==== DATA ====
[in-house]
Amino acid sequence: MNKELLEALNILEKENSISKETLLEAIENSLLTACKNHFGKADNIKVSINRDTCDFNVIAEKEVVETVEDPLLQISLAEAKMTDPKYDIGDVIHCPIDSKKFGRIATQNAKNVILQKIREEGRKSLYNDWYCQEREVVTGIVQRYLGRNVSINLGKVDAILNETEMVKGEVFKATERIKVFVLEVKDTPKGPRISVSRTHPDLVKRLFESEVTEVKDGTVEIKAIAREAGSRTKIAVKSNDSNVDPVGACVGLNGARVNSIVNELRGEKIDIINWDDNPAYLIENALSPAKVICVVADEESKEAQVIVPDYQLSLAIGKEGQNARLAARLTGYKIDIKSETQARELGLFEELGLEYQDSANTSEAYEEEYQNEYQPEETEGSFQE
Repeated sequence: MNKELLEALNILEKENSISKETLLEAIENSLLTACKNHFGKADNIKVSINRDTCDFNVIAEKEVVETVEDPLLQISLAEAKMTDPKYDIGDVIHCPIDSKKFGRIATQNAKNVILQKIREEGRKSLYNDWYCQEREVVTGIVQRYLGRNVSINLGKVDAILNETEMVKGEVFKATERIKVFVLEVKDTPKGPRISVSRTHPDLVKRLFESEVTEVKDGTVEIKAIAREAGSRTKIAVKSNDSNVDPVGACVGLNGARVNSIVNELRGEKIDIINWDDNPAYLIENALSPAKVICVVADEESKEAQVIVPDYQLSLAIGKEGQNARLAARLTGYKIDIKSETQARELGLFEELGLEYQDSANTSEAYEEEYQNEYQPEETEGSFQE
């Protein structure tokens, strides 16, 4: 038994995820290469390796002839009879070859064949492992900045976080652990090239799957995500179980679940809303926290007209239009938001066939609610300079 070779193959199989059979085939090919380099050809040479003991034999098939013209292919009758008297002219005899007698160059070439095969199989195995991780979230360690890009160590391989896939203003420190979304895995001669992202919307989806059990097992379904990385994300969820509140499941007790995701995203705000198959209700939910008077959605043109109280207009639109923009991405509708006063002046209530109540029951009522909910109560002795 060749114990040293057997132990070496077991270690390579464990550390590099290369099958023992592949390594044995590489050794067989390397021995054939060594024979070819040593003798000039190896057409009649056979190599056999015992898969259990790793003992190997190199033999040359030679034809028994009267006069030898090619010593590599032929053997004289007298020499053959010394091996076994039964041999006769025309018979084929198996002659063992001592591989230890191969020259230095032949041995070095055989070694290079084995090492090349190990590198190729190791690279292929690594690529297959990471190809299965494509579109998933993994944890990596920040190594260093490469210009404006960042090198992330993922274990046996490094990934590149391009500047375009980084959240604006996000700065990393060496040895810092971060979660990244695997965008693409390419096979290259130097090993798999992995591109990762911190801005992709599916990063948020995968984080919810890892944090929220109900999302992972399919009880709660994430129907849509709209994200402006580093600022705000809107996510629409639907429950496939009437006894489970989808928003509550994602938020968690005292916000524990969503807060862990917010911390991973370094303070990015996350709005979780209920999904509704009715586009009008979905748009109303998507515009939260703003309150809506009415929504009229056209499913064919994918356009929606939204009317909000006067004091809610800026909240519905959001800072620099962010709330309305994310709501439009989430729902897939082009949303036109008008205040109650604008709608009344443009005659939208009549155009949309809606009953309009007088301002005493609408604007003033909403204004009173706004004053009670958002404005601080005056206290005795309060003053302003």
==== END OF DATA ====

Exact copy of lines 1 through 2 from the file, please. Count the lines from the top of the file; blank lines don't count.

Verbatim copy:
[in-house]
Amino acid sequence: MNKELLEALNILEKENSISKETLLEAIENSLLTACKNHFGKADNIKVSINRDTCDFNVIAEKEVVETVEDPLLQISLAEAKMTDPKYDIGDVIHCPIDSKKFGRIATQNAKNVILQKIREEGRKSLYNDWYCQEREVVTGIVQRYLGRNVSINLGKVDAILNETEMVKGEVFKATERIKVFVLEVKDTPKGPRISVSRTHPDLVKRLFESEVTEVKDGTVEIKAIAREAGSRTKIAVKSNDSNVDPVGACVGLNGARVNSIVNELRGEKIDIINWDDNPAYLIENALSPAKVICVVADEESKEAQVIVPDYQLSLAIGKEGQNARLAARLTGYKIDIKSETQARELGLFEELGLEYQDSANTSEAYEEEYQNEYQPEETEGSFQE